January 2024 Market Update – Insurance Market Overview

The end of the 2023 calendar year reflects market conditions “softening”. Across most products, there is competition yielding better conditions for policyholders.

The state of the market is fueled principally by the benefits of high interest rates. Insurers continue to compete for market share focusing on writing “top line” premium. New insurers continue to enter the market and aggressively grow their presence. We have experienced significant movement of personnel across middle to senior roles.

Insurers remain vigilant about capital and expense management. InsureTech continues to evolve, particularly the use of artificial intelligence (in pricing and underwriting risk) and systems insofar as increasing efficiencies of systems and reducing human capital risk and expense.

Some product classes, industries, professions, and risk locations (as regards material damage covers) remain “difficult” to place and have experienced minimal change in rate. General liability, professional indemnity (particularly for construction and financial services), property, strata, and construction liability (due to contractor and sub-contractor solvency exposures) have nuanced segments.

We consider that the insurance clock is at “1 O’clock”:

July 2023 Market Update Insurance Cycle

Holding back a more expedited move to soft market conditions are:

  • Natural disasters and catastrophic weather events

  • Insolvencies

  • Claims inflation

Market conditions overview by product
Jan 2024 temp check tables-general outlook
Jan 2024 temp check tables-pricing
Jan 2024 temp check tables-coverage
Jan 2024 temp check tables-capacity

A brief overview by insurance class can be found below. Please refer to our range of individual market updates (links to which can be found at the end of this article) for further in-depth analysis and commentary.


The year ended with the Insurance Council of Australia declaring the 2023 Christmas storms a catastrophe across Queensland, New South Wales and Victoria. Although property reinsurance treaty renewals were challenging, competition remained strong among insurers for quality risks with favourable loss records. The catastrophe-exposed regions remain challenging. Therefore, rate trending varies. Low hazard occupancies have steady rates; high hazard, risk exposed assets are subject to uplifts of up to 15-30 per cent.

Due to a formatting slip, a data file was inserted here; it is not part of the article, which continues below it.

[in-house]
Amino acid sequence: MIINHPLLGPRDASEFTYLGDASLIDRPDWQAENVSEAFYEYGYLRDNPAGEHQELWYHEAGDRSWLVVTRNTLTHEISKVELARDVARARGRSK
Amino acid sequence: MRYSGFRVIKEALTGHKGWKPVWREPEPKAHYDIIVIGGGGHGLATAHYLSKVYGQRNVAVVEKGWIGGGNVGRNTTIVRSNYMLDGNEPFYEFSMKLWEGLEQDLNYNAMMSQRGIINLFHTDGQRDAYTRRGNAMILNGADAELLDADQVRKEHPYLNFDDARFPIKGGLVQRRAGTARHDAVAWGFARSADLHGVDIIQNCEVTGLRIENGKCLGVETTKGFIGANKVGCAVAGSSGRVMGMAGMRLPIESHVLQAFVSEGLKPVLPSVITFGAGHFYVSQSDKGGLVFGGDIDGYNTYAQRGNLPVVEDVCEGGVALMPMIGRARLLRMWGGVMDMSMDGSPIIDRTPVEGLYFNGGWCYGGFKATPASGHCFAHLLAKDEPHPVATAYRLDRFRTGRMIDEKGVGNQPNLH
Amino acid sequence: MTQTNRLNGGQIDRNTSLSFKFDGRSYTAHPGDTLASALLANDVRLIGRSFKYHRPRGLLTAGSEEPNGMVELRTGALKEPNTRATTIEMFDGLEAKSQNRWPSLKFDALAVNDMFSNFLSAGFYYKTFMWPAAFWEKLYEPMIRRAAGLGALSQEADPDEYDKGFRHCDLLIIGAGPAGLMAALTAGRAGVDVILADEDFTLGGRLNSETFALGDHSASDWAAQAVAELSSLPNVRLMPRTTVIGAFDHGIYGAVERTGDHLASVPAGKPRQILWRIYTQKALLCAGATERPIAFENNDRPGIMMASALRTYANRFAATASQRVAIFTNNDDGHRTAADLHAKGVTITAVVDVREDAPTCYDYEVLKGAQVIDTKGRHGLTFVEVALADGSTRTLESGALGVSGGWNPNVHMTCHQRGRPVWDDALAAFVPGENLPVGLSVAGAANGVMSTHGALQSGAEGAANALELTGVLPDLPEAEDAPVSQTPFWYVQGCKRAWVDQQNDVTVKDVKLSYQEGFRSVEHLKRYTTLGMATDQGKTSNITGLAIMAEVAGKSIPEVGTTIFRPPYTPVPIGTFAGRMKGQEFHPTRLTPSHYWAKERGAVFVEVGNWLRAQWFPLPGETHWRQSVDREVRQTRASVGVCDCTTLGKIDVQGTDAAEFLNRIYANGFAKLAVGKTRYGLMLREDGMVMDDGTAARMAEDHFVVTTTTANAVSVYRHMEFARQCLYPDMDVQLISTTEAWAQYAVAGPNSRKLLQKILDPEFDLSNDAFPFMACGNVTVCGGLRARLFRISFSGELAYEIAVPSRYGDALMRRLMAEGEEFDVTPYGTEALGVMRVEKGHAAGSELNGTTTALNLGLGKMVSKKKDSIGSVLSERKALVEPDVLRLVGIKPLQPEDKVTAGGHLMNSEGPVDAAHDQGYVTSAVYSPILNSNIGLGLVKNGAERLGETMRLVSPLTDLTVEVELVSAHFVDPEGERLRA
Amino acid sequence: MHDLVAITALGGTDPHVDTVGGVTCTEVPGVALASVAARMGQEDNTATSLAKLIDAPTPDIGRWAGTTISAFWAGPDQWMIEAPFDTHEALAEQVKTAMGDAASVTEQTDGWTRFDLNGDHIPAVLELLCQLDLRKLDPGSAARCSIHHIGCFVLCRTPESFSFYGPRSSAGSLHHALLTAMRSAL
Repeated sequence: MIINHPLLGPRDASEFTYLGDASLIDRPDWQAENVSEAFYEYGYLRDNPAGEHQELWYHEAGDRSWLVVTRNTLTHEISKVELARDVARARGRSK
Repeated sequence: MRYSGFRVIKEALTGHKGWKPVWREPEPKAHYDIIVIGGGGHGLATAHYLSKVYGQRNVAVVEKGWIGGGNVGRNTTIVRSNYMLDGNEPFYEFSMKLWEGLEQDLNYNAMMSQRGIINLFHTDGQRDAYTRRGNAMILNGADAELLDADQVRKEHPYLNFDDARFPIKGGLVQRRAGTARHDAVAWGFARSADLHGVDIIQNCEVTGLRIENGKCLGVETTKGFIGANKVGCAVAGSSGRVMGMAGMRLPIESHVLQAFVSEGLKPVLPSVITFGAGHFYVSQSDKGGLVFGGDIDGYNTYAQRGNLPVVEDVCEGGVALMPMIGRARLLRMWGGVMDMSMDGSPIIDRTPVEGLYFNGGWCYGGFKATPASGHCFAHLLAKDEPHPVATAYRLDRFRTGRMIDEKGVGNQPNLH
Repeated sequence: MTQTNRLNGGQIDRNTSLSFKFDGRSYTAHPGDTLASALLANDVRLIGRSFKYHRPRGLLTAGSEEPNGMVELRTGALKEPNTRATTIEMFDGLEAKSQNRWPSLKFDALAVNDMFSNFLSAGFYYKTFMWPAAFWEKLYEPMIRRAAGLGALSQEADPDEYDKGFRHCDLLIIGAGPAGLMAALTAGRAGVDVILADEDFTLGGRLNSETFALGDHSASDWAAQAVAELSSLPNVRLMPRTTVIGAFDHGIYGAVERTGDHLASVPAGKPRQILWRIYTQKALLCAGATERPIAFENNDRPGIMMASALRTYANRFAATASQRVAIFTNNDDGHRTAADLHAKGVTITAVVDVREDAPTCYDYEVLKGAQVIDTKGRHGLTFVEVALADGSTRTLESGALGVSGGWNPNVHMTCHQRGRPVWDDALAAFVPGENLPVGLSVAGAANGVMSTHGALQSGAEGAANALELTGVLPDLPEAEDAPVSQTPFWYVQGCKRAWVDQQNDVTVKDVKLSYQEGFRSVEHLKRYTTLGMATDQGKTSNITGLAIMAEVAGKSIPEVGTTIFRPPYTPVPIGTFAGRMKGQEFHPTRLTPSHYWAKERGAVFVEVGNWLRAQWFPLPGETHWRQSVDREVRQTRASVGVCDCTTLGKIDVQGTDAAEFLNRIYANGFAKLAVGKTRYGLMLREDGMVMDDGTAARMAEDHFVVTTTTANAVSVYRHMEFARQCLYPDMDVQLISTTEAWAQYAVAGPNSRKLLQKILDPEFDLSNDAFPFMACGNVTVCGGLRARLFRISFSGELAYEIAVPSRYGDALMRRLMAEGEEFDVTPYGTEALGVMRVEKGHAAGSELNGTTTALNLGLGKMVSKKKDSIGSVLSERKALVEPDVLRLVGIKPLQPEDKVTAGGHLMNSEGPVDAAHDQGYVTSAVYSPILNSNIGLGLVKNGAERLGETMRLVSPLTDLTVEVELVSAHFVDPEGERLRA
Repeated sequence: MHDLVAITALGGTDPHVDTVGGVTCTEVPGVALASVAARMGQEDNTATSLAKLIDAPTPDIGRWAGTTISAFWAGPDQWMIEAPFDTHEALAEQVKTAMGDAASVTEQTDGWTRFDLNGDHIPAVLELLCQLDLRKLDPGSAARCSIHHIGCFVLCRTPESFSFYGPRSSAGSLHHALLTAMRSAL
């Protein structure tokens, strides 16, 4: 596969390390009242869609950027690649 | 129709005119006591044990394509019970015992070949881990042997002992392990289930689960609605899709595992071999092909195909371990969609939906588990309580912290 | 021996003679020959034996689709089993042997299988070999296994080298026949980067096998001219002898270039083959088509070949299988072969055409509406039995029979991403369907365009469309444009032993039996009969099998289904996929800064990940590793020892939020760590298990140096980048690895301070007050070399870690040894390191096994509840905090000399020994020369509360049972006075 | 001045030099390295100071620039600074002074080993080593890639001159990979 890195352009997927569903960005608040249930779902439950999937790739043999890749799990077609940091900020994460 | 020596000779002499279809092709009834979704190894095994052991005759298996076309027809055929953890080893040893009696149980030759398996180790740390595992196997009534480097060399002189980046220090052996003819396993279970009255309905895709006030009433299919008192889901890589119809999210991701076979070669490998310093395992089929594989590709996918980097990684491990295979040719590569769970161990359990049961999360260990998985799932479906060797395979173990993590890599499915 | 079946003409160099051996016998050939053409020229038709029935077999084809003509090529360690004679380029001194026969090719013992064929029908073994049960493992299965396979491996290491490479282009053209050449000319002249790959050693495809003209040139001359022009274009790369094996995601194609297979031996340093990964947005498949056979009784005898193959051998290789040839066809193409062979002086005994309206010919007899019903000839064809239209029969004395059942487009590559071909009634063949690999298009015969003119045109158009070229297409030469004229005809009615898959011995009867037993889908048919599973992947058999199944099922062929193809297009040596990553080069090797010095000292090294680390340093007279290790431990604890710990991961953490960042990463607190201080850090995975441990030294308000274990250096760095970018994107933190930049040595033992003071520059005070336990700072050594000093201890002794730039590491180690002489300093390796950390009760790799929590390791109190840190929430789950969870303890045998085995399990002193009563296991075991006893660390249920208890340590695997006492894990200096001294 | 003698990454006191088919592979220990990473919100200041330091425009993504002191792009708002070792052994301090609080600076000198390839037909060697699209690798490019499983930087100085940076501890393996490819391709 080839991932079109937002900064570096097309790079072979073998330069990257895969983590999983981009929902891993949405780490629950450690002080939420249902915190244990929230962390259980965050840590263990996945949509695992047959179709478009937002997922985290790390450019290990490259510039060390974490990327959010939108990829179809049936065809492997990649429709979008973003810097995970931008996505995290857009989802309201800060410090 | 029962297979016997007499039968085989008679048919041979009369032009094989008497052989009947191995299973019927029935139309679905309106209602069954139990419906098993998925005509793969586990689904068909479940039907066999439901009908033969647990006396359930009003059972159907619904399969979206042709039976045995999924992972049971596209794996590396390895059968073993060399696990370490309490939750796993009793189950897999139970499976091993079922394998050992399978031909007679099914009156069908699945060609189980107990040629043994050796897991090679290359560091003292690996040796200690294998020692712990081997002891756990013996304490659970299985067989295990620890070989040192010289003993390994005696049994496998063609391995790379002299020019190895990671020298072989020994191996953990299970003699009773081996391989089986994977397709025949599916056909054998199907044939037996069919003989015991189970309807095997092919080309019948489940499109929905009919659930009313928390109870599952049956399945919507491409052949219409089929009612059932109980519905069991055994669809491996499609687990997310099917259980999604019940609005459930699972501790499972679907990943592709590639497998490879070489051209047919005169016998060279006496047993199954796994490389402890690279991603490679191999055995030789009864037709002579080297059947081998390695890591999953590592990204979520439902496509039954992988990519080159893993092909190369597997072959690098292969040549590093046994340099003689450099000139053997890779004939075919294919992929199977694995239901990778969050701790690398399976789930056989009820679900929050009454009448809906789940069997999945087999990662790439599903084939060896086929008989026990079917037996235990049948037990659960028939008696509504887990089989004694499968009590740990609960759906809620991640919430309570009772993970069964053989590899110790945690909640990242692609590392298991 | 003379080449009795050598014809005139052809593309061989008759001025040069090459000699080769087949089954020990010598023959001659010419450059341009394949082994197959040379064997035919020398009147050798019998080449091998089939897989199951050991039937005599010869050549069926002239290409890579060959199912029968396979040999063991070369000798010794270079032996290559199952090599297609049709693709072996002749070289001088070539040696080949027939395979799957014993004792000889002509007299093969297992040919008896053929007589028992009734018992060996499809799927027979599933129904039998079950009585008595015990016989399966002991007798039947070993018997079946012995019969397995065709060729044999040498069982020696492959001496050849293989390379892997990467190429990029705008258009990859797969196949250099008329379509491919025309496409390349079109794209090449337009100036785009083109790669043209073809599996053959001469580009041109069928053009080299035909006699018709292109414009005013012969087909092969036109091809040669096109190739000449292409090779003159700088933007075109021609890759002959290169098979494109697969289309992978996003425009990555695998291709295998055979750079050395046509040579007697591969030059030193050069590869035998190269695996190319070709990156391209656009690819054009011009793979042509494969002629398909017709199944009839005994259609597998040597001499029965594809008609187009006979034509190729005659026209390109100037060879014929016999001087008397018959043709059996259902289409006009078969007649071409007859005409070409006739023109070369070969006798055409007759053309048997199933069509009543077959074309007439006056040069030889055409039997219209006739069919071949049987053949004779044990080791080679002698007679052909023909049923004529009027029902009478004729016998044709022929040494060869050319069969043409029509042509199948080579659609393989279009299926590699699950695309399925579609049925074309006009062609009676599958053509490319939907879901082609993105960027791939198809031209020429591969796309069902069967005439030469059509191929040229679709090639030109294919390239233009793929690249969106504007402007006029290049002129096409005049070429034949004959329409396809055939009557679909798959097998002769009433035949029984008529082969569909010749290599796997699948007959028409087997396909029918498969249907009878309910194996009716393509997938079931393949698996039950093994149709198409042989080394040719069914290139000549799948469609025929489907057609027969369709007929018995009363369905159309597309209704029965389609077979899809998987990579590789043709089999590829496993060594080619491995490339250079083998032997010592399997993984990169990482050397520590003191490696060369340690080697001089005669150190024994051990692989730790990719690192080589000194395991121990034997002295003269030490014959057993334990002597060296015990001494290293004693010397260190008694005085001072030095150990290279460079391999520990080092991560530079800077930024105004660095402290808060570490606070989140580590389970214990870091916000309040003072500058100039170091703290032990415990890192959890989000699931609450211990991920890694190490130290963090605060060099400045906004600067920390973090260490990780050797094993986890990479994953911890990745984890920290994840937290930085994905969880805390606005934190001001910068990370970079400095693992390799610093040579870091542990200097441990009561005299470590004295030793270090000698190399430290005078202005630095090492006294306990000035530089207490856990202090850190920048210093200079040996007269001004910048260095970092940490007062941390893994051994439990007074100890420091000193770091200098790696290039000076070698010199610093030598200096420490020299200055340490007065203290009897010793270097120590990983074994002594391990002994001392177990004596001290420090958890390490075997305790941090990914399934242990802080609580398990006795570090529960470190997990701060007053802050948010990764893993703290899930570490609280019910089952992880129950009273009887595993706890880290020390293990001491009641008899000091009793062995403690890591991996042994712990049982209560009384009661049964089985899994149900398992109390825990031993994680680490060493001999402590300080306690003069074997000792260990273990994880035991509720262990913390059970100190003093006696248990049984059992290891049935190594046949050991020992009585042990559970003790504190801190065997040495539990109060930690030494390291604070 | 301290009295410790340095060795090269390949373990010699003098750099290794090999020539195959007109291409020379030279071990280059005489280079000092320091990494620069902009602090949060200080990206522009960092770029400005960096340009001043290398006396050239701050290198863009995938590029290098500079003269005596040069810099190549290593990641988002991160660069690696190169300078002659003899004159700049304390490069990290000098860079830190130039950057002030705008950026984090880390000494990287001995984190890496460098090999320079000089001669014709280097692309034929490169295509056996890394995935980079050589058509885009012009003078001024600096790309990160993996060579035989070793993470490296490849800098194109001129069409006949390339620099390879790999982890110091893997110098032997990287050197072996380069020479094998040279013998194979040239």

Surveys and valuations are necessary, as is detailed information around business interruption and supply chain exposures. Most insurers have updated flood definitions with narrowing coverage and will continue to monitor natural catastrophe aggregate exposures.


The strata insurance market continues to harden, premium increases of around 10 per cent have continued. Increases well above 10 per cent can be expected where property is subject to increased risk of natural disaster or extreme weather events.


The rising cost of managing claims and inflation remain concerns for insurers. For well performing policyholders, rates between rollover and 10 per cent can be expected.

Underwriting questions have become more focused on contractual exposures, indemnities and hold harmless clauses.  High hazard industries with adverse losses and claims experience a more challenging renewal environment characterised by material price increases, application of higher retentions/deductibles and coverage restrictions. In addition to the market rates, proportionate premium increases should be expected in line with increased business turnover/exposure.